The team got 15 blood samples and 14 urine samples — one of the 16 residents did not give blood, while two declined to submit urine samples. Samples were also taken from borehole water, well water and a coconut from a 15-year-old coconut tree. SUNDAY PUNCH paid for the tests.

Killer metals in their blood
At the end of three weeks, the results were ready. The researchers published their findings in a 10-page report. The report showed that the concentrations of chromium, cadmium, zinc and iron in the blood of the residents of Adekunle Fajuyi Estate were much higher than the levels permitted by the World Health Organisation.

The head of the team that conducted the tests, Prof Albert Ebuehi, described the results as “alarming.”

He warned that the residents’ blood had “heavy metal toxicity” which posed serious health risks.

According to him, the test showed that the urine and blood of the residents were contaminated with chromium, cadmium, zinc and iron.

Ebuehi stated that the highest and lowest values of iron in the plasma of the tested residents were 8,067 per cent and 565 per cent respectively and were higher than the WHO permissible levels.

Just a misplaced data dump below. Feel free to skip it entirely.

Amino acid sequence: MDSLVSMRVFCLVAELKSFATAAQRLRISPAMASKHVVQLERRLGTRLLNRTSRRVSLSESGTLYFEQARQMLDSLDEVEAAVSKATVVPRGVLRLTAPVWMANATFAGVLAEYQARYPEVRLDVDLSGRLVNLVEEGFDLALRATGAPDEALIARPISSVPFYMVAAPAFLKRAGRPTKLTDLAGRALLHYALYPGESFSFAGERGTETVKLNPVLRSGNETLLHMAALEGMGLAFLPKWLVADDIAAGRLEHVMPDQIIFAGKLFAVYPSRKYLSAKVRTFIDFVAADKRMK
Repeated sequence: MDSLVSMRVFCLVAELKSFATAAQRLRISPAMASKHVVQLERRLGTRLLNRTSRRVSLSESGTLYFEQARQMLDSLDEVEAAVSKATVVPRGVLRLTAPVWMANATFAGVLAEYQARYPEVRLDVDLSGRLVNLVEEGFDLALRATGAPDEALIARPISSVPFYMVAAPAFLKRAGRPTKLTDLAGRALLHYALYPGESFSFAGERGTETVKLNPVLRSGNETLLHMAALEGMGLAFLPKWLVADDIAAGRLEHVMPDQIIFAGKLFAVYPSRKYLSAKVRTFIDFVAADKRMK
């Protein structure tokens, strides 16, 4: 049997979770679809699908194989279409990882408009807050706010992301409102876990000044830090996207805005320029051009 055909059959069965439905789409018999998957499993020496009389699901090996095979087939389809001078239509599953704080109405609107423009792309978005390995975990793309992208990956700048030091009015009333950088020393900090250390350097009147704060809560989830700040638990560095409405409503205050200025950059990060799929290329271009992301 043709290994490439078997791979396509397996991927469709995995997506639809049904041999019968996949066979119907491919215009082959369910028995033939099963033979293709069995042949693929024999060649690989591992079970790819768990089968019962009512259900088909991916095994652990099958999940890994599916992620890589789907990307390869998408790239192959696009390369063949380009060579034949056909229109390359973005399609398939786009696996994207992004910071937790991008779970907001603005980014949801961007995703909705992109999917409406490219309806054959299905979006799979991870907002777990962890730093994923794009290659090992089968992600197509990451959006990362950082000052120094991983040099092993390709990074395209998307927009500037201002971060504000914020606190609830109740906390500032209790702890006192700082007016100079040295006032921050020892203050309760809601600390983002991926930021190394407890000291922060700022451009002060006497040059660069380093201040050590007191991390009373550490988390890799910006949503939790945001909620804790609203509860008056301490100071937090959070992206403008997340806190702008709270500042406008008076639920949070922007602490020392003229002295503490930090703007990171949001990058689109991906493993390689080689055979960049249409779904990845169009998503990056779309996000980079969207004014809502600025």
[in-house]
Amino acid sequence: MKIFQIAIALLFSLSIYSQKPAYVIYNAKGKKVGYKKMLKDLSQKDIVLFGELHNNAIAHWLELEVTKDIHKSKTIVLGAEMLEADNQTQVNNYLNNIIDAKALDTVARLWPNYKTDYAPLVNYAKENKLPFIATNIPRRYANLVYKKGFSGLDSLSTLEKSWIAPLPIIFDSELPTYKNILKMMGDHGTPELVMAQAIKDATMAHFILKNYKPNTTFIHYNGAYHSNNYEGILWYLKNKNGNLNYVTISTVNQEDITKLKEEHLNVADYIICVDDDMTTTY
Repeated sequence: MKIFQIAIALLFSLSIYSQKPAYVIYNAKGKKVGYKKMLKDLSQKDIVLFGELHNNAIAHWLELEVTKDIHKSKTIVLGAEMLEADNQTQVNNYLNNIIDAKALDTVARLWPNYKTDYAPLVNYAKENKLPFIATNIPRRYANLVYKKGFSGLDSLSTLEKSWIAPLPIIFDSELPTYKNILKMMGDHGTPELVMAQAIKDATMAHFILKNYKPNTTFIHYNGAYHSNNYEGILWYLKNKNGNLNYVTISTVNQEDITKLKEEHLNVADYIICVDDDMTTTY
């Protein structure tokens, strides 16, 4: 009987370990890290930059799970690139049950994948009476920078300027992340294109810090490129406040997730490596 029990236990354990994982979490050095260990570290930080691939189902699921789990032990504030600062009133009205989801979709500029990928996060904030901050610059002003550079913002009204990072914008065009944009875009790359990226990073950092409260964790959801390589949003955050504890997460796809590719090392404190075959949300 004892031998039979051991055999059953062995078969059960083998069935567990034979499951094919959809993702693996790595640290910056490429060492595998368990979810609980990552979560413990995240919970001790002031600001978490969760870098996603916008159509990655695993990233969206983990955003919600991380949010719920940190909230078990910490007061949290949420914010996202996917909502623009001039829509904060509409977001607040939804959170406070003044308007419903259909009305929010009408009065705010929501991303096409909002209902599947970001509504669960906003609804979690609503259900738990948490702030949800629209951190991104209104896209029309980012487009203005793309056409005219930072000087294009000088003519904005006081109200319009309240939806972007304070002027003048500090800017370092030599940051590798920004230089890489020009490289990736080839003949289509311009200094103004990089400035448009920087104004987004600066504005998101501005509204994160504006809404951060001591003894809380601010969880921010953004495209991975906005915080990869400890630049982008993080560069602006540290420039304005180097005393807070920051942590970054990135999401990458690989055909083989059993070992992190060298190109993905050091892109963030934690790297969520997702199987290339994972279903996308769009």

The cadmium level in the most contaminated resident among those tested was 130,000 per cent greater than the WHO acceptable level. The least contaminated individual had cadmium concentration that was 327 per cent, higher than the normal value of 0.0011mg/L.
According to professor, the levels of chromium in the tested residents were also ‘alarming.’
The 16 residents also had high zinc toxicity in their plasma. The highest value of zinc was 146 per cent, greater than the permissible level of 1.1mg/L, while the lowest was 7.3 per cent greater.

The trend was the same with the urine tests. The highest value of iron in urine was 4,963 per cent, greater than the WHO acceptable level while the lowest was 205 per cent.
For cadmium in urine, the highest value was 130,000 per cent, greater than the permissible level of 0.0011mg/L, with the lowest being 46,363 per cent.
The highest value of zinc was 143.6 per cent, higher than the WHO permissible level, while the lowest was 5.5 per cent.

The heavy gas contamination was also extremely high in borehole water, well water and coconut water samples found in Adekunle Fajuyi Estate.

The report stated that, “A final revelation became more glaring when these heavy metals were identified and determined in the coconut grown and harvested within the same vicinity. The metals in the coconut water were abnormally high and unsafe for human consumption.

“Heavy metals could enter coconut water through soil or water contamination. The metals have also affected the quality of the water in the environment. They were detected in heavy quantities.”

Groundbreaking Federal Study Proves Chelation Therapy Helps Cardiac Patients
November 5, 2012
Alliance For Natural Health